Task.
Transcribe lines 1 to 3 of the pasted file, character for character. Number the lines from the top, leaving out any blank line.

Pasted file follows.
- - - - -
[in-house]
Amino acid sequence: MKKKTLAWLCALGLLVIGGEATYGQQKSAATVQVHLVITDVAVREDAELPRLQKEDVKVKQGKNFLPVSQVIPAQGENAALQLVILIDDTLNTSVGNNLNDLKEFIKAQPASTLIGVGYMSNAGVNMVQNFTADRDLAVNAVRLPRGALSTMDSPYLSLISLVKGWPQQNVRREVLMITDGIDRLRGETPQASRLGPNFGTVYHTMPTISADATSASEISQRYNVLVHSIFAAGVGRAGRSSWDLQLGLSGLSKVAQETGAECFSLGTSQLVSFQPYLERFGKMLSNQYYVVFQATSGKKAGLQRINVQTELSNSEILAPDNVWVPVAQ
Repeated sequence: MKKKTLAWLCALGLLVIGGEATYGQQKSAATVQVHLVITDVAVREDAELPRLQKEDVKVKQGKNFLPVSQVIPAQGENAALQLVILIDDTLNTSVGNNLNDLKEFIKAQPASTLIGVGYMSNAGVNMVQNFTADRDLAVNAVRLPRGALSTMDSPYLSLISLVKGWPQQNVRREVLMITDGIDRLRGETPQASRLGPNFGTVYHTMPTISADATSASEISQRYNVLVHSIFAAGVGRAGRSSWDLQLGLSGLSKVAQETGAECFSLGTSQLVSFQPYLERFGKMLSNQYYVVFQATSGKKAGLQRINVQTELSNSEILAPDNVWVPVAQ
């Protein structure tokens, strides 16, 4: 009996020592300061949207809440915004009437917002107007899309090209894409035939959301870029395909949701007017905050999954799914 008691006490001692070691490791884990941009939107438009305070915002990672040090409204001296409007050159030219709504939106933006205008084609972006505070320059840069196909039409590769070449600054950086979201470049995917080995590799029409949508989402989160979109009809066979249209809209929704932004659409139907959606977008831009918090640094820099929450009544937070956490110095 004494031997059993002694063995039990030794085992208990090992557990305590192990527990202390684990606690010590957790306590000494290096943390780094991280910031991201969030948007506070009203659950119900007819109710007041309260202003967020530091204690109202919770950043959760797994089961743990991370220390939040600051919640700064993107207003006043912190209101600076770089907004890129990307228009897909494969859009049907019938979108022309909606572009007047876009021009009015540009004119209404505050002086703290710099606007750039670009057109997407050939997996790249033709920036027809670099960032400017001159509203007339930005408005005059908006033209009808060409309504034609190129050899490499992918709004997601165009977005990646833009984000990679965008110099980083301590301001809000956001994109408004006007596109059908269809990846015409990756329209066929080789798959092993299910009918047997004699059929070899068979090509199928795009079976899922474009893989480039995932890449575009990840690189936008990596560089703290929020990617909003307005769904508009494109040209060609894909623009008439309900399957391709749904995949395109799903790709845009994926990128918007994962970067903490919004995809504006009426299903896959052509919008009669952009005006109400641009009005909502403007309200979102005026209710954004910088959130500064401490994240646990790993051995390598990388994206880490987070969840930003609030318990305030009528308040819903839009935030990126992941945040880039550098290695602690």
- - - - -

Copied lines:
[in-house]
Amino acid sequence: MKKKTLAWLCALGLLVIGGEATYGQQKSAATVQVHLVITDVAVREDAELPRLQKEDVKVKQGKNFLPVSQVIPAQGENAALQLVILIDDTLNTSVGNNLNDLKEFIKAQPASTLIGVGYMSNAGVNMVQNFTADRDLAVNAVRLPRGALSTMDSPYLSLISLVKGWPQQNVRREVLMITDGIDRLRGETPQASRLGPNFGTVYHTMPTISADATSASEISQRYNVLVHSIFAAGVGRAGRSSWDLQLGLSGLSKVAQETGAECFSLGTSQLVSFQPYLERFGKMLSNQYYVVFQATSGKKAGLQRINVQTELSNSEILAPDNVWVPVAQ
Repeated sequence: MKKKTLAWLCALGLLVIGGEATYGQQKSAATVQVHLVITDVAVREDAELPRLQKEDVKVKQGKNFLPVSQVIPAQGENAALQLVILIDDTLNTSVGNNLNDLKEFIKAQPASTLIGVGYMSNAGVNMVQNFTADRDLAVNAVRLPRGALSTMDSPYLSLISLVKGWPQQNVRREVLMITDGIDRLRGETPQASRLGPNFGTVYHTMPTISADATSASEISQRYNVLVHSIFAAGVGRAGRSSWDLQLGLSGLSKVAQETGAECFSLGTSQLVSFQPYLERFGKMLSNQYYVVFQATSGKKAGLQRINVQTELSNSEILAPDNVWVPVAQ